When his first daughter turned one year old, Mr. Hung, 29, told his parents who lived in the countryside: "We don't want to give birth anymore!" Surprised, his mother asked: "Why are you thinking so selfishly?"
Hung and his wife moved to Hanoi from small provinces. Before giving birth, his wife worked as an accountant. But after becoming pregnant, she quit her job to spend all of her time for the baby.
This year, their child is 2.5 years old. She still is staying at home to take care of the child because Hung is often away from home on business.
Hung said he had not thought about how many children they should have. But after his wife became pregnant, seeing her undergoing many risks during childbirth, he did not want to see his wife suffering pain and hardship again.
“I don't need to have a son nor have two children. To raise a child, we must have many things, not just money. It is a matter of having time for children and the knowledge of how to raise children,” Hung said.
His monthly income ranges from VND15 to VND20 million ($600-800). His wife plans to go back to work sooner or later. Thus, the couple's income is not too low to raise two children.
Now the couple is fine with one child, whether it's a boy or a girl.
It is not difficult to find couples with the same views as Hung. Most of them were born in the 1980s and 1990s, living and working in big cities.
According to a quick survey on the number of children desired by Vietnamese, conducted by the General Department of Population and Family Planning in October 2019, 10% of respondents said they wanted to have one child, while those who did not want to have children accounted for 4%. The survey was conducted online on the Gia Dinh & Xa Hoi Newspaper (Family and Society) over one month, with 11,160 votes.
The same survey was carried out in 63 provinces and cities in Vietnam, with 6,488 participants: 7% of those wanted to have one child, and 1% did not want to have a baby.
Similarly, when the survey was conducted on the website of the General Department of Population and Family Planning within two months, with 45,821 votes, the number of people who wanted to have one child accounted for 4.5%, and 1.28% did not want to have a child.
Fertility rate declines: world trend
Dr. Nguyen Dinh Cu, former director of the Institute of Population and Social Affairs, said that Vietnam has a replacement fertility rate of 2.09 children per woman. This is an ideal fertility rate level that the country has maintained since 2006.
However, according to global trends, this number is expected to fall, he said.
“Having only one child or none has not become a popular trend, but this has appeared relatively clear in some provinces and regions. The current generation of women of reproductive age were generally born in the Doi Moi (reform) period. They grew up in the time of the market economy, international integration, modernization, urbanization... Those factors urge them want to develop themselves, towards wealth, towards higher quality of life. One of the solutions to have a higher quality of life is to have fewer children,” Dr. Cu said.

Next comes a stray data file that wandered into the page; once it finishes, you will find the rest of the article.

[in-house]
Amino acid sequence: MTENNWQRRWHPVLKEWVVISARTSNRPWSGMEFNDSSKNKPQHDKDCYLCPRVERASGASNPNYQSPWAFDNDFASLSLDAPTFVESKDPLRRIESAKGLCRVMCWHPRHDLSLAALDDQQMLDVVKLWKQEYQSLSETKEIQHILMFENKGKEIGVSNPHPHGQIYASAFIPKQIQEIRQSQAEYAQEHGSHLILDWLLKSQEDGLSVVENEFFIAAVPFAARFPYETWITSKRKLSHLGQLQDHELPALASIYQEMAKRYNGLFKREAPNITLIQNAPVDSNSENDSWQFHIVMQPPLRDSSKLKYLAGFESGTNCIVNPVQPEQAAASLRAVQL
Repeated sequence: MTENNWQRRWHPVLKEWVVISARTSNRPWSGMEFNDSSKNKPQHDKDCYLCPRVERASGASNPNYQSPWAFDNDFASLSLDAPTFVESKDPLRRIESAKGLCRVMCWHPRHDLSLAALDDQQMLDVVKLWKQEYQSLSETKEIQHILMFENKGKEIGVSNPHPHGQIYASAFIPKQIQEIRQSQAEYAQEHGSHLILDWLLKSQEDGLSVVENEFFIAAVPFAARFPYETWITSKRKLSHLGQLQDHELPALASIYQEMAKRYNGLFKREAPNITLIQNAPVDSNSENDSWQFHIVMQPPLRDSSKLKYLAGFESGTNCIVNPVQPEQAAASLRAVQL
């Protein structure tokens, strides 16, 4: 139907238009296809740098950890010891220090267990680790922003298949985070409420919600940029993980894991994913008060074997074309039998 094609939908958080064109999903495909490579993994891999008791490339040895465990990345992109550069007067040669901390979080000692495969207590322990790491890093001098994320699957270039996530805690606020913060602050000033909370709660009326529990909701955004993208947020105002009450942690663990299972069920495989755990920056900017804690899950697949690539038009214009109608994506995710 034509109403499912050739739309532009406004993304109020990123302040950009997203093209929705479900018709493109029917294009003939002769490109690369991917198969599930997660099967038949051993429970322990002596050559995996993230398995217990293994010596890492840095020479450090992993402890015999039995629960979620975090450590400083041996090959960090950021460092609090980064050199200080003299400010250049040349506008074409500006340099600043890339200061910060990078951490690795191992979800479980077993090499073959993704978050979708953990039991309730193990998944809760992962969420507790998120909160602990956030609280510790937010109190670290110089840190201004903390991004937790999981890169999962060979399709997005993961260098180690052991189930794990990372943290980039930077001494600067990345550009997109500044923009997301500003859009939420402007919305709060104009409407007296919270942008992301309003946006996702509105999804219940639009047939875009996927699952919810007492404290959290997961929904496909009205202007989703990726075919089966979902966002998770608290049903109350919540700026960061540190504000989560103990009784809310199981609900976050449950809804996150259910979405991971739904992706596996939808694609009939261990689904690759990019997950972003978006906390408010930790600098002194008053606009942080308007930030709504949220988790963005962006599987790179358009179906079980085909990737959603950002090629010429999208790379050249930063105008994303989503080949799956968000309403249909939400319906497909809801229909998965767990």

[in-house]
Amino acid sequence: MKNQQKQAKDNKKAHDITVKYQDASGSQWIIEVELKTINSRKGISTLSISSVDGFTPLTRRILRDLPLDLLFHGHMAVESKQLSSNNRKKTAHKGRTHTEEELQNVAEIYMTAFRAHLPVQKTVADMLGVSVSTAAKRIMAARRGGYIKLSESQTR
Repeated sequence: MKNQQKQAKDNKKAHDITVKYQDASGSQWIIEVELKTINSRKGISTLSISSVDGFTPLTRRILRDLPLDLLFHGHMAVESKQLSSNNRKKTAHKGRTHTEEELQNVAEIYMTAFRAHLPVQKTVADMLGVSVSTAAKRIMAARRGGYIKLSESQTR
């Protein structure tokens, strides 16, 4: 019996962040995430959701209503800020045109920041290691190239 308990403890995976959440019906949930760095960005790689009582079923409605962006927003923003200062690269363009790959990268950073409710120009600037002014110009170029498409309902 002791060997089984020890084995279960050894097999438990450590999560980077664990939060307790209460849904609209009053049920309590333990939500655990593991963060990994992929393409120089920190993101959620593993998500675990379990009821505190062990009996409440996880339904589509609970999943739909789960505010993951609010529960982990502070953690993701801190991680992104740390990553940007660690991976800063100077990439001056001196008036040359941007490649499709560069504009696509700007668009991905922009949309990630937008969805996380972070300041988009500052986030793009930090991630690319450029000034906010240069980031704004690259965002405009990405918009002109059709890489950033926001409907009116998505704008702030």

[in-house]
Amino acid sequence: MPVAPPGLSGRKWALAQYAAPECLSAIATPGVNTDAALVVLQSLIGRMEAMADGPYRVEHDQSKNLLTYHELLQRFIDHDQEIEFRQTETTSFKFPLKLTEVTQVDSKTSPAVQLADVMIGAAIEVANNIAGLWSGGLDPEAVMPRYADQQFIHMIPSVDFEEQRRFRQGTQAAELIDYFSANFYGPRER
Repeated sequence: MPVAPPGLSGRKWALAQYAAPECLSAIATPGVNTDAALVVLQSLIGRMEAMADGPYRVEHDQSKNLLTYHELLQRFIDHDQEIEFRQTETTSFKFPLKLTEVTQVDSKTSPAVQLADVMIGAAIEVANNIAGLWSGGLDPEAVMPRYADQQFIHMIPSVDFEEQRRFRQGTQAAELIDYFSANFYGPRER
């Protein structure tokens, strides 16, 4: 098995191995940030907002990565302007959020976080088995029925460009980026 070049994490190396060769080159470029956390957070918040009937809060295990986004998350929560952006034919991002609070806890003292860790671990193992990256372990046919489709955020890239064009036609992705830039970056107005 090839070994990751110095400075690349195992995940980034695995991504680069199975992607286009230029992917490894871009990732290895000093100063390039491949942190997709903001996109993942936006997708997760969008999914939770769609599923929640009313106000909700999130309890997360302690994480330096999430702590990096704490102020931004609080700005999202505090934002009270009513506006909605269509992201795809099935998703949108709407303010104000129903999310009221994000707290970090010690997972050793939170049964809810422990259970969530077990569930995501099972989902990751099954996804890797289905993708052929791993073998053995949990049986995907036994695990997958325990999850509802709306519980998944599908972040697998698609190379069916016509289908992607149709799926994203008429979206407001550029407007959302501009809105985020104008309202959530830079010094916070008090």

On the macro level, low fertility rates will affect the sustainable development of the country. Labor shortage and aging population aging are the first consequences of low fertility, and then problems associated with labor import, social security and health care.
"Even when we can maintain the replacement fertility rate of two children per woman, population aging still occurs," he said.
According to the latest forecast of the General Statistics Office, the golden population period of Vietnam will last about 32 years - from 2007 to 2039. "If Vietnam does not make good use of this period, it will miss a great opportunity to become a developed country," Cu added.
Most sustainable solution: adaptation
Since 1961, Vietnam has been successful in creating policies and Communication plans on reducing fertility. But in recent years, facing a threat of population aging, policies to encourage fertility have been under consideration.
Decision 588 on "Program to adjust fertility to suit different regions and subjects by 2030" approved by the Prime Minister mentions content such as encouraging men and women to get married before 30 years old, giving birth early, and encouraging couples to have two children.
However, Dr. Nguyen Dinh Cu said that these solutions are supportive only. The government offers subsidies, but when divided per person, these are negligible compared to resources and efforts needed to take care of a child.
The most sustainable solution, according to the world's experience, is to actively adapt to a society with low fertility.
First, Vietnam must improve labor productivity, improve the quality of human resources, and apply science and technology to save human labor. Second, all socio-economic plans must take into account the prospect of a low fertility rate.
Dr. Cu said: “The State needs to share the 'burden' of raising children with the people by improving the quality of the systems of education, healthcare, environmental protection, cultural development, and social security, thereby improving the quality of life of people.
These are the most effective encouragement measures besides the solutions of giving physical support and spiritual encouragement. When people's lives are improved, the pressure and anxiety about caring for and raising a child will also be lessened. Then families will have more children."
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